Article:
The Dementia Friendly Home will address the following areas (strategies can vary as disease progresses – and, not all are guaranteed to work for a given individual):

  • Home Safety, some examples:
    • Issues surrounding wandering or eloping
    • Stairs, throw rugs, electrical cords
  • The Sensory Environment, some examples:
    • Visual ~ lighting, mirrors, photos, paint colors, way-finding, cueing
    • Auditory ~ household sounds, nature sounds, relaxing sounds, appropriate music
    • Sense of Smell ~ aromatherapy, natural scents
    • Sense of Touch ~ hand massage, textures, holding hands
    • Sense of Taste ~ trial and error, hot vs. cold, soft vs. hard. Creativity with food
  • Exercise/Movement/Relaxation, some examples:
    • Being in nature
    • Chair yoga
    • Stretching
    • Meditation
  • Creative Stimulation, some examples:
    • Art, clay
    • Pet therapy
    • Plant therapy
    • Memory games
  • Assistive Devices, some examples:
    • Specialized telephones
    • Clothing that’s easier to put on/take off
  • “Dementia Communication Coaching” can be added as an additional service.

Wellness Care

At Sage Solutions, we work with individuals both with and without memory impairment, employing many of the same modalities, just applied differently. For example, aromatherapy is wonderful for virtually everyone, but its use and application will vary depending upon the level of impairment, needs, and receptivity of the client.

Each client is treated with the utmost care, tenderness, and patience. Depending upon the level of memory impairment, often family members and/or staff are involved in our initial assessment. Although we try to gain as much information as possible from the older adult themselves; much can be gained by observation and just spending quality time with an individual paying attention to the non-verbal cues.

We have developed a tool called an Environmental and Sensory Assessment, the results of which form the basis for the individualized plan to optimize well being, reduce stress, and live a life more fully, no matter where that might be. Through the art of casual conversation, we learn from the older adult (or their closest contact) what brings them joy, both internally and in their external world. With great curiosity, we discern what might be missing in the client’s life, whether large or small. We carefully observe, ask questions, and observe some more, often over two or three meetings. Delving into the five senses, we ask about favorite sights, sounds (beyond music), scents, tastes, etc. It is well known that much of the agitation expressed by those with memory impairment is a result of an unmet need and/or an inability to express. Our goal is to work toward meeting those needs in a very holistic and creative manner with the ultimate outcome of a happier and calmer older adult – and likely their caregivers as well. We also take a person’s living arrangement into consideration. Whether the client is living in their own home in the community, or in facility, there are many options, often incredibly simple, for improving the space in which they dwell.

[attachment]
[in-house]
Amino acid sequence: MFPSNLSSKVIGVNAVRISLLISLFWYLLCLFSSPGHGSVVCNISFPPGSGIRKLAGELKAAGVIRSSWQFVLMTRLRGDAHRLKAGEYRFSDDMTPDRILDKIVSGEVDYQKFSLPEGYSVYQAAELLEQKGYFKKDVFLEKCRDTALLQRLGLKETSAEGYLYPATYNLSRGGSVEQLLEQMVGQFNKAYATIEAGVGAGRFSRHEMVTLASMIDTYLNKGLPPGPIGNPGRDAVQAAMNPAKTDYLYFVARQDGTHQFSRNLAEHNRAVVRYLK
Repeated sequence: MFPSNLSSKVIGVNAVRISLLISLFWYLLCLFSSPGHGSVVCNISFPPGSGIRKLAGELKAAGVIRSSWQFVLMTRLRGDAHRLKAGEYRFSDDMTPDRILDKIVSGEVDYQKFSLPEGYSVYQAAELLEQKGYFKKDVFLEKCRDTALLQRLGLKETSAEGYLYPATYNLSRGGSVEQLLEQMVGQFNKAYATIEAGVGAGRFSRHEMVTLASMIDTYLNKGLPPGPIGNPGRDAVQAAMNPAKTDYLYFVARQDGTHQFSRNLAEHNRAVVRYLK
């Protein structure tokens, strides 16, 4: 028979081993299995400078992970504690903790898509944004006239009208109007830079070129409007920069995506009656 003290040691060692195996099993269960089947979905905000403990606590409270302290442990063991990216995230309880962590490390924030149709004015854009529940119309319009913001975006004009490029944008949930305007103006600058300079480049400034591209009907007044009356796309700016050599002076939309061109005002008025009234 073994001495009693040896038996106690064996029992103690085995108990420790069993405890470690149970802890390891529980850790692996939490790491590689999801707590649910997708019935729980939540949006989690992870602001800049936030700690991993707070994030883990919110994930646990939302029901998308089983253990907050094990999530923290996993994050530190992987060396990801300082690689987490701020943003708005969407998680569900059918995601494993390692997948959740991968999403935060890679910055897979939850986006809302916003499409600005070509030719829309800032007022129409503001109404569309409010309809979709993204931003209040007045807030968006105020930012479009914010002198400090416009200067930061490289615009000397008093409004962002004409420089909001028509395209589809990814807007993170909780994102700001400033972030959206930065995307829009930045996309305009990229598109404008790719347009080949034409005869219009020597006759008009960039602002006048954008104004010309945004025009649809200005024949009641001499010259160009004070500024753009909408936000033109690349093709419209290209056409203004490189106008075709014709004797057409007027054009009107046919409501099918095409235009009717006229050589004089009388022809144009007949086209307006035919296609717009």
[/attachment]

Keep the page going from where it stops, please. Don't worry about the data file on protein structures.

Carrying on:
Each client is viewed as an individual and each plan is a representation of the uniqueness of that person. Based upon the information we gather, we create a roadmap for the journey upon which we are about to embark. Of great importance is the fact that our map allows us to navigate through the many forks in the road leading to potential solutions.  And each bend or fork in the road represents another opportunity for wellness – mirroring the fact that each day is a new day for the client.  We are steadfastly committed to meeting the client where they are and encouraging them to lead the way.